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Heard on CultureShift

These Detroit Chefs Make Sushi That’s Ethical, Environmentally-Friendly

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Image credit: Shiraz Ahmed / WDET

Do you know where your fish comes from? Dr. Sushi uses sustainable seafood — like the invasive Asian Carp.

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Chef Hajime Sato prepares Asian Carp sushi.Shiraz Ahmed / WDET
Shiraz Ahmed / WDET

Chef Hajime Sato prepares Asian Carp sushi.

Chef Nick George has been making some of Detroit’s best sushi with his regular pop-up dining nights called Dr. Sushi

Not only do his menus offer creative takes on sushi and Asian-inspired dishes, but George wants to introduce Metro Detroit sushi lovers to new, more sustainable fish.

For that, he’s teamed up with master sushi Chef Hajime Sato to bring sustainable sushi dining to the region.   

Sato says there’s a lack of public knowledge about how many fish species commonly offered in sushi restaurants are on the brink of extinction.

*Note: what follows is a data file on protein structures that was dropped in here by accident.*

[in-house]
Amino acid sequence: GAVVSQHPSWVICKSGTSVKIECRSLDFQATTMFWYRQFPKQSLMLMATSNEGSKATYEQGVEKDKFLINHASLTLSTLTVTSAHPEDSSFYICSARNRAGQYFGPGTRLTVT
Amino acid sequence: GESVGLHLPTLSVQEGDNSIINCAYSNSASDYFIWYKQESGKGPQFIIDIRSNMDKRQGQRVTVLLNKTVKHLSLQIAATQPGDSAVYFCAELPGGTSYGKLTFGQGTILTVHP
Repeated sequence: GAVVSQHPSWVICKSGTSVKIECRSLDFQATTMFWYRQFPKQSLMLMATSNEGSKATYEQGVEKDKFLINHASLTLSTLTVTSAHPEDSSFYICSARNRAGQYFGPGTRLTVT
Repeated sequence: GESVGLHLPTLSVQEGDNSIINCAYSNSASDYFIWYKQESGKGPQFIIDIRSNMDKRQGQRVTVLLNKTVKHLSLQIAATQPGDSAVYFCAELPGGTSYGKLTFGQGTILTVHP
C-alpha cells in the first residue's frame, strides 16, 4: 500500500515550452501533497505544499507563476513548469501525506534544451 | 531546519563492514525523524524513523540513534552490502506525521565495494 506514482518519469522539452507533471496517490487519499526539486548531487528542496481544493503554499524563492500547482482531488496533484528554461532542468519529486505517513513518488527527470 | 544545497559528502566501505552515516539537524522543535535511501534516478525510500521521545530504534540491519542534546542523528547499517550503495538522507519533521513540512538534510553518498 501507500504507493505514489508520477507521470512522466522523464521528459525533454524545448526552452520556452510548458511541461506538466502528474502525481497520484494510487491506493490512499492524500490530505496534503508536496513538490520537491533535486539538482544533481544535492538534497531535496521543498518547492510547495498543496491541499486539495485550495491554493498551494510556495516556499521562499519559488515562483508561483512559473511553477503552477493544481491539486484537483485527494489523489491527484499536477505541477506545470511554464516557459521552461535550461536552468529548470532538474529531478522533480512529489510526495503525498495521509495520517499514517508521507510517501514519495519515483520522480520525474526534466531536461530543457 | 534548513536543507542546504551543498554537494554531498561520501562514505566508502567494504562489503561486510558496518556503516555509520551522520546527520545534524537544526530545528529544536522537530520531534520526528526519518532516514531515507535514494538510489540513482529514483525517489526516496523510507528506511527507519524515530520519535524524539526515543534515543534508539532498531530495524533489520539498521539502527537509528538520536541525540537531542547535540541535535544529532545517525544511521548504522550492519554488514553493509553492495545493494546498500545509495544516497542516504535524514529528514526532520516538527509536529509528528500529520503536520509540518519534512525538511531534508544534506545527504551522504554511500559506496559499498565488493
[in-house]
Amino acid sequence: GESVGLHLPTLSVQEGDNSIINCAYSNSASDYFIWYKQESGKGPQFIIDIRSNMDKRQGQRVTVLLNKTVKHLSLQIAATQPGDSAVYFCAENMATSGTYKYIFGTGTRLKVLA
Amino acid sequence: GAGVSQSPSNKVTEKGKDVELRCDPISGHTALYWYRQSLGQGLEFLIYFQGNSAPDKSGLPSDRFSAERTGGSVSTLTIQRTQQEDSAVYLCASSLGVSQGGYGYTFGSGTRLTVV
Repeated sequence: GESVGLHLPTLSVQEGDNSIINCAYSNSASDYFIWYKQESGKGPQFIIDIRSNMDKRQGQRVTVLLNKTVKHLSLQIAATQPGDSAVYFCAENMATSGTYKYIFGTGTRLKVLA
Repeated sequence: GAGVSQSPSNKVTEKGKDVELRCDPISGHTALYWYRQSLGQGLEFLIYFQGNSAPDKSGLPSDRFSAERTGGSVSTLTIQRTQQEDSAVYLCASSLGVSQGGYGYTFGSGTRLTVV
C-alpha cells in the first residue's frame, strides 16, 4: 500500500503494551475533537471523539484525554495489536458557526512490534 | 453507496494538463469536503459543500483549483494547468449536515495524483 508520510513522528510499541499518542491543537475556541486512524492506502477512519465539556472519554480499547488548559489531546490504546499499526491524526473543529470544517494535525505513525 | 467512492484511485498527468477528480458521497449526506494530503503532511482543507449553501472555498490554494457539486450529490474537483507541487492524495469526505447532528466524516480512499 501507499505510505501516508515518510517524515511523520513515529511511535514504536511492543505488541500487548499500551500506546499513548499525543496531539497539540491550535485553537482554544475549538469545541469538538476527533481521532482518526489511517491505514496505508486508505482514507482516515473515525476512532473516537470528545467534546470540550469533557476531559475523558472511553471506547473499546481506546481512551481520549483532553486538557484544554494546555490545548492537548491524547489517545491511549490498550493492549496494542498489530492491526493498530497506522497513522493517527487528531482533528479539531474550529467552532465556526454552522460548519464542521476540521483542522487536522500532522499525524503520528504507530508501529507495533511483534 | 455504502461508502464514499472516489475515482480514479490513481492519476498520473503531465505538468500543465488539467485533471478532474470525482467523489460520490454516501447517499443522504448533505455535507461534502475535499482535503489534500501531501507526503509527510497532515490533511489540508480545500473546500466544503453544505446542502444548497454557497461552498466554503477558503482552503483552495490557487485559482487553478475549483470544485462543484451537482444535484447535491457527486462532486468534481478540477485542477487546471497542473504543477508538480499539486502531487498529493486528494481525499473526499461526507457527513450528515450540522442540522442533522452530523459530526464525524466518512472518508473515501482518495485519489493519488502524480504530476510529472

We’re eating some endangered species and we don’t know about it.” - Hajime Sato, chef

Shiraz Ahmed / WDET
Shiraz Ahmed / WDET

In the world of seafood, first of all, people don’t know too much about it and what’s going on in the sea,” Sato says.,

George says one of the more difficult aspects of striving to use more sustainable fish in his sushi is finding a supplier who knows where their fish are really coming from. 

Asking these relentless questions to the fishmongers and trying to get them to tell me “where was this fish caught?” and “how was it caught?” George says. 

Sato, the founder of Seattle’s first sustainable sushi bar, Mashiko, plans to open a similar concept in Metro Detroit, as does George. 

Get involved in Dr. Sushi pop-ups and classes here.

Click the player to hear George and Sato talk about why delicious and sustainable sushi options will be the future of the cuisine. 

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Amanda LeClaire, Host, CultureShift

Amanda LeClaire is host of CultureShift. She spent a few years in the southwest for Arizona Public Media.

amanda.leclaire@wdet.org Follow @amandalee_lec

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